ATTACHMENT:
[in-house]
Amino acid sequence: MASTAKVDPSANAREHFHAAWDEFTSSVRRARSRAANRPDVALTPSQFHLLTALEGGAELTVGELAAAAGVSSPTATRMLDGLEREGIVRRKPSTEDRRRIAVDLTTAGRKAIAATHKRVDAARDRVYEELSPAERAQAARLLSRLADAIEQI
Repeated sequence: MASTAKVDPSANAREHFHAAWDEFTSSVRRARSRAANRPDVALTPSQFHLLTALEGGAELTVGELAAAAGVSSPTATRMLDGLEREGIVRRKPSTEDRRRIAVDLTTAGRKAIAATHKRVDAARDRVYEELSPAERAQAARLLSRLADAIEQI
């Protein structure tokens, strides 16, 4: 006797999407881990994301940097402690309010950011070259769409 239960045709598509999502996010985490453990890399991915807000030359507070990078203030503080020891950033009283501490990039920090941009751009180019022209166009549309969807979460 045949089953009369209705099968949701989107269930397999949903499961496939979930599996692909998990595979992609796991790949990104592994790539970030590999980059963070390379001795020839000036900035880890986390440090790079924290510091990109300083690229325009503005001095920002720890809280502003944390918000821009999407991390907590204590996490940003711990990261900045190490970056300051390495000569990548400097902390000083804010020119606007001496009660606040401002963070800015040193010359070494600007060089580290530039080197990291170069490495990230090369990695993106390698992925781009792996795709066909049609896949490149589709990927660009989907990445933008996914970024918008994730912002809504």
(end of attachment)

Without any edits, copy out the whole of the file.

[in-house]
Amino acid sequence: MASTAKVDPSANAREHFHAAWDEFTSSVRRARSRAANRPDVALTPSQFHLLTALEGGAELTVGELAAAAGVSSPTATRMLDGLEREGIVRRKPSTEDRRRIAVDLTTAGRKAIAATHKRVDAARDRVYEELSPAERAQAARLLSRLADAIEQI
Repeated sequence: MASTAKVDPSANAREHFHAAWDEFTSSVRRARSRAANRPDVALTPSQFHLLTALEGGAELTVGELAAAAGVSSPTATRMLDGLEREGIVRRKPSTEDRRRIAVDLTTAGRKAIAATHKRVDAARDRVYEELSPAERAQAARLLSRLADAIEQI
């Protein structure tokens, strides 16, 4: 006797999407881990994301940097402690309010950011070259769409 239960045709598509999502996010985490453990890399991915807000030359507070990078203030503080020891950033009283501490990039920090941009751009180019022209166009549309969807979460 045949089953009369209705099968949701989107269930397999949903499961496939979930599996692909998990595979992609796991790949990104592994790539970030590999980059963070390379001795020839000036900035880890986390440090790079924290510091990109300083690229325009503005001095920002720890809280502003944390918000821009999407991390907590204590996490940003711990990261900045190490970056300051390495000569990548400097902390000083804010020119606007001496009660606040401002963070800015040193010359070494600007060089580290530039080197990291170069490495990230090369990695993106390698992925781009792996795709066909049609896949490149589709990927660009989907990445933008996914970024918008994730912002809504």